The death has been announced of Tom Wright, a longtime friend and confidant of The Who as both photographer and tour manager. The Alabama-born Wright, the stepson of an American Air Force officer, studied photography at Ealing College of Art in the early 1960s, where he met Pete Townshend and flatmate Richard Barnes.
A statement on The Who’s website credits the American with expanding Townshend’s early knowledge of blues, by artists such as Jimmy Reed, Lightnin’ Hopkins, Howlin’ Wolf, John Lee Hooker, Little Walter, and Snooks Eaglin, and the music of Joan Baez, Ray Charles, Bo Diddley, Julie London, Mose Allison, and others.
Indeed, as Townshend recorded in his Who I Am memoir, when Wright was deported from the UK for drug possession and went back to the US, Pete inherited his entire record collection, which helped to shape The Who co-founder’s future direction as a songwriter.
Creator of ‘defining images’
The statement goes on: “When The Who toured the US in the summer of 1967 as support band for Herman’s Hermits, Tom joined them as their road manager and tour photographer and from these early days in the band’s career came some of the most defining images of the period. He toured with The Who for another two US tours in 1968, photographing the band constantly before taking on the job of manager of Russ Gibb’s prestigious Grande Ballroom in Detroit for a couple of years.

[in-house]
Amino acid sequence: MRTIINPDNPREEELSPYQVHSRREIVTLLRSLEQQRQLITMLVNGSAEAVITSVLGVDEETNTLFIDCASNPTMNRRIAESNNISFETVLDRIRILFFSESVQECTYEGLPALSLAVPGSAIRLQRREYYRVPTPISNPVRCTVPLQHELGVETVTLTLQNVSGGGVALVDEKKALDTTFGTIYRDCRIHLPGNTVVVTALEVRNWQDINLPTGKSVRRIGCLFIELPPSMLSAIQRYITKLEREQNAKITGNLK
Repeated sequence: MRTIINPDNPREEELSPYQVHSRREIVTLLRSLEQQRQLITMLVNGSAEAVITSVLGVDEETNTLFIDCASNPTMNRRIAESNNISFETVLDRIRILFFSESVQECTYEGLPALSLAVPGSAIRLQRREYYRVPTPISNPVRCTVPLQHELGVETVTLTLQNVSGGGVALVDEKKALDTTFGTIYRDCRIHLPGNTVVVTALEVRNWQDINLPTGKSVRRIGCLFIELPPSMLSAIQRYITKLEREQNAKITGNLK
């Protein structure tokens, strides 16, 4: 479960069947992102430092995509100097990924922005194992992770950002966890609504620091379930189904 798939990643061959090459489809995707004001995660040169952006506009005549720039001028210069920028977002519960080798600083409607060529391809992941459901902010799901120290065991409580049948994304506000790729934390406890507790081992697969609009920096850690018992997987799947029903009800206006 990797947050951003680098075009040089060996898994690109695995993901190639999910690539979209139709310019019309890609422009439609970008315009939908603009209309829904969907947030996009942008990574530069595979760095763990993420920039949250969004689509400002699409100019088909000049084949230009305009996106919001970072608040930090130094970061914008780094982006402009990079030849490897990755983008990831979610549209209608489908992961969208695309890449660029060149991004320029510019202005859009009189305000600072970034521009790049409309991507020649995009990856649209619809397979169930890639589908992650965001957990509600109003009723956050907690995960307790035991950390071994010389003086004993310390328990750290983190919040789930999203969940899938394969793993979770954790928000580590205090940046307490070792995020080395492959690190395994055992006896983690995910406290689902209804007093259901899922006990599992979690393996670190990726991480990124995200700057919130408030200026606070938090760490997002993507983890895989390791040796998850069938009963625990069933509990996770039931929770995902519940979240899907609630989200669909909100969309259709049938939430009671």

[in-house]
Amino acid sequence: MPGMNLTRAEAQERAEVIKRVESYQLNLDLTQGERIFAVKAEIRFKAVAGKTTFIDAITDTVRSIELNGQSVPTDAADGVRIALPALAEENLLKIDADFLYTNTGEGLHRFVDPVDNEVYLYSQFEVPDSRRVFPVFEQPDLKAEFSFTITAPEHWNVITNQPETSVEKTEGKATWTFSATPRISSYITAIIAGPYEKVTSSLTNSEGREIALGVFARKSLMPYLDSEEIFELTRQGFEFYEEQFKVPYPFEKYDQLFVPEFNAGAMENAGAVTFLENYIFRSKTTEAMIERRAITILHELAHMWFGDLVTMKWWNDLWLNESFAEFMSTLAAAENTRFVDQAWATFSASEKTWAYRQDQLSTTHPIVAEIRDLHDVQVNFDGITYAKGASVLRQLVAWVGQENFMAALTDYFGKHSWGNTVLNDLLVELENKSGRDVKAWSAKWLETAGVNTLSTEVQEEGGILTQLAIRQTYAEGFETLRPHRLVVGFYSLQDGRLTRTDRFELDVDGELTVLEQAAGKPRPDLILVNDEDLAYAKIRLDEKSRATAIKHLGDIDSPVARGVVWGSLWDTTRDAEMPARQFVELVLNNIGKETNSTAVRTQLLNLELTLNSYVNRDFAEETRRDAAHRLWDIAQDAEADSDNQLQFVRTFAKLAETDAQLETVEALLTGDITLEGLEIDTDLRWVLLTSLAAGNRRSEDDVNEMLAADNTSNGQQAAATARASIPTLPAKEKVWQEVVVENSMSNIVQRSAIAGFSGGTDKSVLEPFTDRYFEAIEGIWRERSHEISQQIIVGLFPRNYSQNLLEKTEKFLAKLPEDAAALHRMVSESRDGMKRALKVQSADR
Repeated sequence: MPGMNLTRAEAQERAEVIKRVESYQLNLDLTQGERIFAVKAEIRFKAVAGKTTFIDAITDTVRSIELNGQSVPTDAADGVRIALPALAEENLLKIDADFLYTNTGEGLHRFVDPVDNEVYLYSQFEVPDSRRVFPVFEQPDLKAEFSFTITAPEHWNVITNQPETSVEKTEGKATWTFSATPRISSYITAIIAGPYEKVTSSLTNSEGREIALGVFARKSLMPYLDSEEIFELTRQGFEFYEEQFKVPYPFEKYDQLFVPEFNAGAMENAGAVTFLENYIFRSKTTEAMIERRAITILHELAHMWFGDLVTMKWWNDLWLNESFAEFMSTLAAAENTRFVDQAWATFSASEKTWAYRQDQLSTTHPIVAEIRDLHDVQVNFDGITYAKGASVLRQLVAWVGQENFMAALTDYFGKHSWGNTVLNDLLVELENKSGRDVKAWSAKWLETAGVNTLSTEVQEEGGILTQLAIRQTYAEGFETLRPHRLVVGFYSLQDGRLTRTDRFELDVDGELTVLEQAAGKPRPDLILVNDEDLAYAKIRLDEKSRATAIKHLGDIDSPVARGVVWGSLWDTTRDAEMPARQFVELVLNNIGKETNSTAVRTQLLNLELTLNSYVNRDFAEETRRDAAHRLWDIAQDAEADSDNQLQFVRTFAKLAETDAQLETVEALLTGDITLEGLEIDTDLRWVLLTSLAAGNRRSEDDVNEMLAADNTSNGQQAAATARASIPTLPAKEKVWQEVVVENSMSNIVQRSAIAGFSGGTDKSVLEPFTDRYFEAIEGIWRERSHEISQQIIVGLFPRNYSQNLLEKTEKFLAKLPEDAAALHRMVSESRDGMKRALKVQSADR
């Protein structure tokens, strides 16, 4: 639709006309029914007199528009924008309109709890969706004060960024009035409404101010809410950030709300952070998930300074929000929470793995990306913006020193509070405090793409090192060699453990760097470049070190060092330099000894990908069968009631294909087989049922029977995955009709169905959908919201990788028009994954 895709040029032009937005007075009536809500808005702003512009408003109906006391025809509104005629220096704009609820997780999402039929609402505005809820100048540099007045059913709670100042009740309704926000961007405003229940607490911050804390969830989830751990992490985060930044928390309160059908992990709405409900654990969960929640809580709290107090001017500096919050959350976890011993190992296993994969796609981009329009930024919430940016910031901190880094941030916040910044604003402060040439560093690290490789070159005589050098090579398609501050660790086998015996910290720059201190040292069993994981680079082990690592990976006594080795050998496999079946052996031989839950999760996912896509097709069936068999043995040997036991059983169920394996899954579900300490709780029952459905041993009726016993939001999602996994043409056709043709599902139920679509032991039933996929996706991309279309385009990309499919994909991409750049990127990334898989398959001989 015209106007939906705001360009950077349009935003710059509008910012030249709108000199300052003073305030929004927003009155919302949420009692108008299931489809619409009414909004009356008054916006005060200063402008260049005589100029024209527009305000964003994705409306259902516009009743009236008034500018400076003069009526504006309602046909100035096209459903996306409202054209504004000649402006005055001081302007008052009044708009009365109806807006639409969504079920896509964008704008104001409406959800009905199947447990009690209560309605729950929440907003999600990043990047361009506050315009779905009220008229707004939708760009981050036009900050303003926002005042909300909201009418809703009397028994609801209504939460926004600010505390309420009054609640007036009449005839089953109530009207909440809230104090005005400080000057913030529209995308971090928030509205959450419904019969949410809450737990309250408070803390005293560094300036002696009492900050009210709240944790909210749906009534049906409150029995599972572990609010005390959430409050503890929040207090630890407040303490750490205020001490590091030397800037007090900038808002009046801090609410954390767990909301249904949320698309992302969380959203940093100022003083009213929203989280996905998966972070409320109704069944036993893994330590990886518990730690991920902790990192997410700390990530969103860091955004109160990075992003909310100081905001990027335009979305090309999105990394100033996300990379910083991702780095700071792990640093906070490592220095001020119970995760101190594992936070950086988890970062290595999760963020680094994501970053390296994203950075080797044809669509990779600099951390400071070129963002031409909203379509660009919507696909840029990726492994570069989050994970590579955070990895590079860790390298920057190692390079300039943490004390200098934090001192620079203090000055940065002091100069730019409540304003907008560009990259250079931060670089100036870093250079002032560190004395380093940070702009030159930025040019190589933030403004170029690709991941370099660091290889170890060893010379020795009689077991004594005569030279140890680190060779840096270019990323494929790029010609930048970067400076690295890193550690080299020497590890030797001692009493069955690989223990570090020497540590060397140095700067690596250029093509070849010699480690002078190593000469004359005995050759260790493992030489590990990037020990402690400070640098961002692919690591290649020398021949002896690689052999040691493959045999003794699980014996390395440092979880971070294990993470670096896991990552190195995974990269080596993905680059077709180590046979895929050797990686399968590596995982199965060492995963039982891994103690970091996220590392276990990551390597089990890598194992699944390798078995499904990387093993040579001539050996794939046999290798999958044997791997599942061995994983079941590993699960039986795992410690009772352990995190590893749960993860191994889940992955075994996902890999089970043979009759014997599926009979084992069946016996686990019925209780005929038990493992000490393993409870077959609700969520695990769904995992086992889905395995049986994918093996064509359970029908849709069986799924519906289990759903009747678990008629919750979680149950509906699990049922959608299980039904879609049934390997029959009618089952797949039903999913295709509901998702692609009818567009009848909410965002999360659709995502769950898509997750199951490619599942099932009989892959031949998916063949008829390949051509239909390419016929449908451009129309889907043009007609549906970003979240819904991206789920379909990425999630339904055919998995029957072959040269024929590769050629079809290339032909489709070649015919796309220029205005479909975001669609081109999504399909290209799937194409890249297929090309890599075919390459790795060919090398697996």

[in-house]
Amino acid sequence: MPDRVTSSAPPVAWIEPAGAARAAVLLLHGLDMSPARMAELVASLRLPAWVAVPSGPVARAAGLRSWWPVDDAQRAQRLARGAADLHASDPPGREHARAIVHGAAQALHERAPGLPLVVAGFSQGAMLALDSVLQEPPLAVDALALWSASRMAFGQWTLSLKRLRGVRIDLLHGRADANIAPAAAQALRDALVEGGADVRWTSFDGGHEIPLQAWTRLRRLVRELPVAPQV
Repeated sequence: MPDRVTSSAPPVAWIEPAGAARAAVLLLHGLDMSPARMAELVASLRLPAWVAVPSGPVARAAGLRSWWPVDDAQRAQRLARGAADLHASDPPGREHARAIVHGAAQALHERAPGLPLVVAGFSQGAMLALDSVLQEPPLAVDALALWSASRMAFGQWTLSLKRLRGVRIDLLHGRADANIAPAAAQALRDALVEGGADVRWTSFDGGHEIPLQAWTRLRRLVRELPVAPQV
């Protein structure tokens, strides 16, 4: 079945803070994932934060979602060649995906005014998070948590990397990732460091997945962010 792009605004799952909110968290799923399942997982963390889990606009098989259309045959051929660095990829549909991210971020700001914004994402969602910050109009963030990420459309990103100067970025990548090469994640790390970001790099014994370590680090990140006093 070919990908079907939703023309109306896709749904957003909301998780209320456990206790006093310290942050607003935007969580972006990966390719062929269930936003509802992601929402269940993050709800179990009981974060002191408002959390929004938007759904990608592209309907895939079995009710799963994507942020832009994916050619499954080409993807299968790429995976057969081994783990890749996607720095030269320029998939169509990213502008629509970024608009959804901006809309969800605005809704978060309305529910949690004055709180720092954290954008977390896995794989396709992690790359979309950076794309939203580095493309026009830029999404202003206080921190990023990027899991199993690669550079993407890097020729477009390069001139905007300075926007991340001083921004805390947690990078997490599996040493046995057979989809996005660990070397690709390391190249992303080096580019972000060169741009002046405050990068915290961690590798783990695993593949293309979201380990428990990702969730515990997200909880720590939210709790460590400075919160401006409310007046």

“Over the next thirty five years Tom toured with Rod Stewart and The Faces, the Rolling Stones, the Eagles, Joe Walsh and the James Gang, Elvis Costello, and many others, constantly photographing the bands, their crews, their shows and life on the road.
In 2007, with the assistance of Susan VanHecke, he wrote Roadwork: Rock and Roll Turned Inside Out, “a gritty book full of tall tales, anecdotes and plenty of fabulous black and white photographs of life on the road in the US.” The book was published by Hal Leonard in the US and by Omnibus in the UK.
In the foreword, Townshend wrote: “One thing is certain, had I not met Tom Wright, The Who would never have become successful. We would have remained the Detours, a solid little pop band doing what hundreds of others were doing around the same time.”
The Center for American History held a reception at the time-honored Headliners Club in downtown Austin, in Wright’s adopted state of Texas. Friends, family and admirers, including Townshend as host and speaker, as well as Joe Walsh and Ian McLagan, gathered to acknowledge his significant contribution to rock history.
A 120,000-item archive
As well as his work with The Who and others mentioned, Wright photographed J. D. Souther, the Thunderbirds, Bob Seger, and others. In 1993, the Dolph Briscoe Center for American History at the University of Texas at Austin inherited Wright’s archive of over 120,000 photographs and thousands of recordings.
The website story quotes Walsh describing Wright as “the Jack Kerouac of rock and roll photography” and Keith Richards calling him “a f**king great photographer with a special touch.”